Russia is talking about leaving NASA on the International Space Station. Although the news shocked many and inspired a flurry of headlines, the threat is neither new nor particularly threatening.
NASA and Russia’s agreement on the ISS is due for renewal in 2024. NASA has already committed to maintaining the station through 2030, but Russia’s space agency, Roscosmos, has been skeptical of the partnership for years. On Tuesday, the head of the agency issued an official-sounding statement on the matter to President Vladimir Putin.
“Of course, we will fulfill all our obligations to our partners, but the decision to withdraw from the station after 2024 has been made,” Yuri Borisov, the new director general of Roscosmos, told Putin in a meeting, according to The New York Times.
“I think that at this time we will begin to form the Russian orbital station,” he added. “Good,” Putin said.
While space enthusiasts wringed their hands, the exchange didn’t shock space policy wonks. Borisov’s predecessor, Dmitry Rogozin, whom Putin fired earlier this month, repeatedly made similar threats.
“This has been seen as coming for the last two or three years,” John Logsdon, the founder of George Washington University’s Space Policy Institute, told Insider, adding, “It’s nothing new.”
NASA officials told reporters that Russia had not notified them of any new decisions.
“We’ve seen this story many times before. Color me skeptical of any immediate changes,” Casey Dreier, senior space policy advisor at The Planetary Society, so on Twitter on Tuesday.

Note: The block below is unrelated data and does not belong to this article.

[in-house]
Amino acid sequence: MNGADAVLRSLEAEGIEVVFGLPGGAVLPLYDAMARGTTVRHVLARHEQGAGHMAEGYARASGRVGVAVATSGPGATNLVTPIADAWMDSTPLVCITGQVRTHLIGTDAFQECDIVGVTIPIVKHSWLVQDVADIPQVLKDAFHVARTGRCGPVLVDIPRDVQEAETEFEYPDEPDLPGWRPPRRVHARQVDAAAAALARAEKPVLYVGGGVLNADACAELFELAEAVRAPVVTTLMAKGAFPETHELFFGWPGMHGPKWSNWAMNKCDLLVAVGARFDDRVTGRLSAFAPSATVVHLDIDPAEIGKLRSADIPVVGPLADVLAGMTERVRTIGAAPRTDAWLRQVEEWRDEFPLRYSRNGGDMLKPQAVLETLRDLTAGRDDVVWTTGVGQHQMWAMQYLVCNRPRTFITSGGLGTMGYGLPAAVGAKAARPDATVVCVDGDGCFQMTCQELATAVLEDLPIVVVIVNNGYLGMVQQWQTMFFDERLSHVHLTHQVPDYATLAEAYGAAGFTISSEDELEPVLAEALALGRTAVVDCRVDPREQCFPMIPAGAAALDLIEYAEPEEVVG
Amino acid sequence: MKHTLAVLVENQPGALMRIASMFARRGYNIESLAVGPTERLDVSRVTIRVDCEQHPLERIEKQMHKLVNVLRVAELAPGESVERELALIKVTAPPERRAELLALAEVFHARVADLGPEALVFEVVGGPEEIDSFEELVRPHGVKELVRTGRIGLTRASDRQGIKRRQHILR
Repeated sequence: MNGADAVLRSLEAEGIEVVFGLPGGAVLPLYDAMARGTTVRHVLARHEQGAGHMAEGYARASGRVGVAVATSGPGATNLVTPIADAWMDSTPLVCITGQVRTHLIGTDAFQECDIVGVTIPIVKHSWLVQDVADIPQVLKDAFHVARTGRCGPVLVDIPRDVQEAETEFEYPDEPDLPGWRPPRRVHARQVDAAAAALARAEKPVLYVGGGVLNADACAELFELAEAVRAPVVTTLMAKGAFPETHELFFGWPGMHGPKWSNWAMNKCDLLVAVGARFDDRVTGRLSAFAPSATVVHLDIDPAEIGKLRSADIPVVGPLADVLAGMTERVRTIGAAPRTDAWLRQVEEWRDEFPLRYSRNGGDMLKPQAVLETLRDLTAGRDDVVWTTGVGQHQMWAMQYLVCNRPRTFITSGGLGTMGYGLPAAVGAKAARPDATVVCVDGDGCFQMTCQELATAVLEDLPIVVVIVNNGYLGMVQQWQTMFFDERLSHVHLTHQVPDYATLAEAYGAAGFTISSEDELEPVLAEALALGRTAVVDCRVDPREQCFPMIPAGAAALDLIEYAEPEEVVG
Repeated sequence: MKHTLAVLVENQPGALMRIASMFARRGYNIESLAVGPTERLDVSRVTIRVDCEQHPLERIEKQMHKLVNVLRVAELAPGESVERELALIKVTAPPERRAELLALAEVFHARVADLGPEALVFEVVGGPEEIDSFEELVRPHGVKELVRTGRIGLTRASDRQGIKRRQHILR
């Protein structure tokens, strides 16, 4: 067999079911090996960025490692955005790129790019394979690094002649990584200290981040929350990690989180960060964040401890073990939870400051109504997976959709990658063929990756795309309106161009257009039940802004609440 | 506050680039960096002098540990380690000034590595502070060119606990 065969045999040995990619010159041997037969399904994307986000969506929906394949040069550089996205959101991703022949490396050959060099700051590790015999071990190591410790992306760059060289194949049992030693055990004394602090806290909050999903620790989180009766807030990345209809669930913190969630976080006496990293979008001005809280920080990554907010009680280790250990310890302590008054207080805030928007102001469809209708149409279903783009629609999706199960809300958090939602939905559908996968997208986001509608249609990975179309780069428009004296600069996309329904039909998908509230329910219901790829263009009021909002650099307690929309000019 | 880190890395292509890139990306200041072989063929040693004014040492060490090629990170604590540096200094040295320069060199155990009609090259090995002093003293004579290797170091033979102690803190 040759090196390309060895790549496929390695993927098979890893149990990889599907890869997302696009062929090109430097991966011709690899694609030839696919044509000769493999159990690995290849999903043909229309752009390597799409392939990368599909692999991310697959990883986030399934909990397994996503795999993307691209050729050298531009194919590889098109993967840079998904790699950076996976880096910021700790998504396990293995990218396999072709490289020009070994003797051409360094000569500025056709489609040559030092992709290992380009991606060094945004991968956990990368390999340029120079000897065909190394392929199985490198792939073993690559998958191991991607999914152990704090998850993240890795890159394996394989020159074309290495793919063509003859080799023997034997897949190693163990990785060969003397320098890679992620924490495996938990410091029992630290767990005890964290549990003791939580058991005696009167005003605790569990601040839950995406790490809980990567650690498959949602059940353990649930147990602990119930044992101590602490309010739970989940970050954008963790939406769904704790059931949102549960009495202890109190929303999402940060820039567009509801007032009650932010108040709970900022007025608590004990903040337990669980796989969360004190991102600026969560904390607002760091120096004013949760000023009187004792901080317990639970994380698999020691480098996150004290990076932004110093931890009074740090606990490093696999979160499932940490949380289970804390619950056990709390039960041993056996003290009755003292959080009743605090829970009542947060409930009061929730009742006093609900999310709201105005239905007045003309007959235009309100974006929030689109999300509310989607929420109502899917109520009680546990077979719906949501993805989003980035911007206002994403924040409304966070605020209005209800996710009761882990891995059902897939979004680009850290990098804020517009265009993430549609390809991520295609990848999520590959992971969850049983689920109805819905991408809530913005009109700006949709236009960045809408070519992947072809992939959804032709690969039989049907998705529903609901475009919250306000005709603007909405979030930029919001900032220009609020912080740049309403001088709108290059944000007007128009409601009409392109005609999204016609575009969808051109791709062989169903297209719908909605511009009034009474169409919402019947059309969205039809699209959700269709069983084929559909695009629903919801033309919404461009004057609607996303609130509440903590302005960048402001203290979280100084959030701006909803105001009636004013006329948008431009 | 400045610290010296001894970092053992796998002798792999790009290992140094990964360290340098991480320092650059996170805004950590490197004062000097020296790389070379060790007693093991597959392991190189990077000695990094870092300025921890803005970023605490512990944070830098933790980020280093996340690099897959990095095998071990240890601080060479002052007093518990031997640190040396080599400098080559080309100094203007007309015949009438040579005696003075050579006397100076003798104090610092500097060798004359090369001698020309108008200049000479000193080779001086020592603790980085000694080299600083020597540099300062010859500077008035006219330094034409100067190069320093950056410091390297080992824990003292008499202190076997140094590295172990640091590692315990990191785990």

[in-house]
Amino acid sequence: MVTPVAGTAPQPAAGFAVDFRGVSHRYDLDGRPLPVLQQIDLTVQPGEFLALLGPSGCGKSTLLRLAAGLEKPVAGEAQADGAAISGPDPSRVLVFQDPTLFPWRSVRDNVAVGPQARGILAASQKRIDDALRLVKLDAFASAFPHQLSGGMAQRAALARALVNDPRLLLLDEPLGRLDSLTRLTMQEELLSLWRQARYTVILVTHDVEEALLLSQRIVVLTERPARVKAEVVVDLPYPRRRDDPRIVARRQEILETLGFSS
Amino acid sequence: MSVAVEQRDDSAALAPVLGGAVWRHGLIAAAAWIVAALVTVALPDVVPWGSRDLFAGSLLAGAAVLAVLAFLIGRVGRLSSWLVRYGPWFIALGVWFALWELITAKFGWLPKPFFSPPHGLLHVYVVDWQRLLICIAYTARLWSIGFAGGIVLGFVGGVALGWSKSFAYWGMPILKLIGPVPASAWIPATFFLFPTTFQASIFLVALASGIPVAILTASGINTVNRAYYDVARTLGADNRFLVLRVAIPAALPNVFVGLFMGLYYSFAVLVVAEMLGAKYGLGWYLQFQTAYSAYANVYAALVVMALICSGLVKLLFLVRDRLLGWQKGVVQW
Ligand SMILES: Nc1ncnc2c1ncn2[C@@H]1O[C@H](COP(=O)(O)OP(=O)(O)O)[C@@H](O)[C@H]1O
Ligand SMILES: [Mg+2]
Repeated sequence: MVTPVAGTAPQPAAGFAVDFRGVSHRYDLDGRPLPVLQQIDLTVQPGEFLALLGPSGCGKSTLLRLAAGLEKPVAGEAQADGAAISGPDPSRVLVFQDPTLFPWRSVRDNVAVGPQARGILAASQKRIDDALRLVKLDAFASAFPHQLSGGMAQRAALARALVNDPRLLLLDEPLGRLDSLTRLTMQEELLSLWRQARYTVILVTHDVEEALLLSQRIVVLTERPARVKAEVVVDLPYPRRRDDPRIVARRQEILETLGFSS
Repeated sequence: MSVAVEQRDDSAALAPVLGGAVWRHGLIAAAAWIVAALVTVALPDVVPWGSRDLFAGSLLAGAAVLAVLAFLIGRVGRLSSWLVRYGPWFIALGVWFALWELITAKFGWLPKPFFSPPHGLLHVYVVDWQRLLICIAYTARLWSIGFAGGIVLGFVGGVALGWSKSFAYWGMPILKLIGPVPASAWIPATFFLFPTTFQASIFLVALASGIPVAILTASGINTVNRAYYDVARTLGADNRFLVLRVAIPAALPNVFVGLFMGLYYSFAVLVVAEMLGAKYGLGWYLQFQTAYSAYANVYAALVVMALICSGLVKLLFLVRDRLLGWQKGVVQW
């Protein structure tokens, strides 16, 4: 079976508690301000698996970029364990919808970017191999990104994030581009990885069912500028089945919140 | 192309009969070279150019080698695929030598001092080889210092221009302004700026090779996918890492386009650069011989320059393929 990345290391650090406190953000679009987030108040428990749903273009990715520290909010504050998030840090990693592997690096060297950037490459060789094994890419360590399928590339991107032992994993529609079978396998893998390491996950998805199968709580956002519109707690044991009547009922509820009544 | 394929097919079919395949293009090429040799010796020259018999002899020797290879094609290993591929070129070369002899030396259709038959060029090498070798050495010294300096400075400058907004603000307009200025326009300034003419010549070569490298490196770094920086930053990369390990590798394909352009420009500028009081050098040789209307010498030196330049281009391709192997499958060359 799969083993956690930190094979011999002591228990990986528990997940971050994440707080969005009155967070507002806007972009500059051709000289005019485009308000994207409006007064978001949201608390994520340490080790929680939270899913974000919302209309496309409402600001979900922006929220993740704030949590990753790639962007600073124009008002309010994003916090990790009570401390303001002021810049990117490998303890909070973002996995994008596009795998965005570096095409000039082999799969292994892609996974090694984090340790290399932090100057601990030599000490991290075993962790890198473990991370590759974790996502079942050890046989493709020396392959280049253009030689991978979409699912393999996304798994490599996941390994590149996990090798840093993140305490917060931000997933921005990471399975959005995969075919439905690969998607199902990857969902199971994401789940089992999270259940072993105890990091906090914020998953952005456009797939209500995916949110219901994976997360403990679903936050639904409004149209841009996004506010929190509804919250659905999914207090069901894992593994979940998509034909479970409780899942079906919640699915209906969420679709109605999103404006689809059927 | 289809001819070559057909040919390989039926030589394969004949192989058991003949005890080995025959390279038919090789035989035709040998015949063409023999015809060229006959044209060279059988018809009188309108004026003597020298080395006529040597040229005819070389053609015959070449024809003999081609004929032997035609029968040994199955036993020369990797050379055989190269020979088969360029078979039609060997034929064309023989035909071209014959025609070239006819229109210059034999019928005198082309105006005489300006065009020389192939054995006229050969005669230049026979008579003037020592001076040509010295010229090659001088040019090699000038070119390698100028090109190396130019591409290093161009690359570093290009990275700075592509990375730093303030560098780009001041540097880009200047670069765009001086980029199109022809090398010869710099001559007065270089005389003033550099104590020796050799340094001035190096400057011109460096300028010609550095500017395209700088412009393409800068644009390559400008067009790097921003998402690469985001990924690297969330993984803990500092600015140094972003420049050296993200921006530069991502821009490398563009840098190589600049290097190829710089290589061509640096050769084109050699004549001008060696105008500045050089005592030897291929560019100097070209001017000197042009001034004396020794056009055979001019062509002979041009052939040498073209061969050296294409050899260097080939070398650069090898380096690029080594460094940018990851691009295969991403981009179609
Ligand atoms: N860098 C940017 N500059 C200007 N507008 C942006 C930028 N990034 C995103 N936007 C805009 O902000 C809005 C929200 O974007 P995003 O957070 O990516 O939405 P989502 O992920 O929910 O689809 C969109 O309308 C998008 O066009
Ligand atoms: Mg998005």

On Wednesday, Kathy Leuders, NASA’s head of human spaceflight, told Reuters she had been told by Russian officials that they intended to continue collaborating on the ISS until they complete their own space station. In a Friday statement, translated by Google, Borisov predicted an “avalanche” of technical failures on the Russian segment of the ISS after 2024. At that point, it would be more economical to invest in a new Russian space station, he added.
“Whether it will be in the middle of 2024 or in 2025 – everything depends,” Borisov said.
When Russia leaves the ISS, it won’t necessarily be a disaster for NASA. The agency has been preparing to operate the station without Russia for nearly a decade, as relations between the two space powers strained.
“The Russian announcement is not a surprise, and reiterating their current commitment through 2024 is helpful for planning,” Scott Pace, director of the Space Policy Institute, said in a written statement shared with Insider. “However, what comes after 2024 is still very much unknown, and the real question is when will deep technical discussions begin for *how* the transition will be handled (rather than whether there will be a transition).”
NASA has been preparing for a hiatus from Roscosmos for nearly a decade
Roscosmos and NASA had a strained relationship from the beginning. Even as the two agencies were building the first parts of the ISS, NASA was making contingency plans. In the late 90s, Russia was on schedule to build the Zvezda Service Module, which was to be a core component of the station. NASA built a backup module in case Zvezda never arrived.
A decade later, NASA became dependent on Russian hardware. When the space shuttle program ended in 2011, the US could only fly its astronauts to and from the ISS aboard Russian Soyuz spacecraft.
To reverse this dependence, the Obama administration began funding private development of human-grade spacecraft. The result, SpaceX’s Crew Dragon spacecraft, now regularly transports astronauts to and from the ISS.